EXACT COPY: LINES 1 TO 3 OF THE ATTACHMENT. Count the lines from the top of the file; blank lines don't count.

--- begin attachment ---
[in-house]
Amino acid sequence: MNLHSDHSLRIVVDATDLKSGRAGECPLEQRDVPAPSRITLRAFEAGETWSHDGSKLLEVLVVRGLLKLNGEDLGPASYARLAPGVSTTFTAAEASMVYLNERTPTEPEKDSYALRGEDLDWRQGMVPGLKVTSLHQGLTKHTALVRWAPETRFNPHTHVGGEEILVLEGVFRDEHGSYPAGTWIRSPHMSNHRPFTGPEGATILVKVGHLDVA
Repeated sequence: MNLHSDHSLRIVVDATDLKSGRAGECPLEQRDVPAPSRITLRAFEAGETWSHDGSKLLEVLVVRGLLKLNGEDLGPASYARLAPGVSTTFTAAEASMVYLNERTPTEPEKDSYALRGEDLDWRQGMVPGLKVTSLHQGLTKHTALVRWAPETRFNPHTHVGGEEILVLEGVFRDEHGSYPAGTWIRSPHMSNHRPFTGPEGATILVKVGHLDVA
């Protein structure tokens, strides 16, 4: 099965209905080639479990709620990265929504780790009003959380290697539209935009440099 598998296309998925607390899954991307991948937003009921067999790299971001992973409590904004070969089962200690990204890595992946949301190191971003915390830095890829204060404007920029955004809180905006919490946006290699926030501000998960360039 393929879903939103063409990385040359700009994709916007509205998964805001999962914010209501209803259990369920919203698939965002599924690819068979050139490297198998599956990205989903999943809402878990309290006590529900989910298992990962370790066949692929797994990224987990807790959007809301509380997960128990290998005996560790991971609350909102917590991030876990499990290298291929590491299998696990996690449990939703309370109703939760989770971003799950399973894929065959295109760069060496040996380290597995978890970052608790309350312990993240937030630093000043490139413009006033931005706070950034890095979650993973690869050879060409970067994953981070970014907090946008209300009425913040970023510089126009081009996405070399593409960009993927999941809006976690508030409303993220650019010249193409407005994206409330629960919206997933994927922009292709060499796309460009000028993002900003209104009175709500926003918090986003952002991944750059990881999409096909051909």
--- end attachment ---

[in-house]
Amino acid sequence: MNLHSDHSLRIVVDATDLKSGRAGECPLEQRDVPAPSRITLRAFEAGETWSHDGSKLLEVLVVRGLLKLNGEDLGPASYARLAPGVSTTFTAAEASMVYLNERTPTEPEKDSYALRGEDLDWRQGMVPGLKVTSLHQGLTKHTALVRWAPETRFNPHTHVGGEEILVLEGVFRDEHGSYPAGTWIRSPHMSNHRPFTGPEGATILVKVGHLDVA
Repeated sequence: MNLHSDHSLRIVVDATDLKSGRAGECPLEQRDVPAPSRITLRAFEAGETWSHDGSKLLEVLVVRGLLKLNGEDLGPASYARLAPGVSTTFTAAEASMVYLNERTPTEPEKDSYALRGEDLDWRQGMVPGLKVTSLHQGLTKHTALVRWAPETRFNPHTHVGGEEILVLEGVFRDEHGSYPAGTWIRSPHMSNHRPFTGPEGATILVKVGHLDVA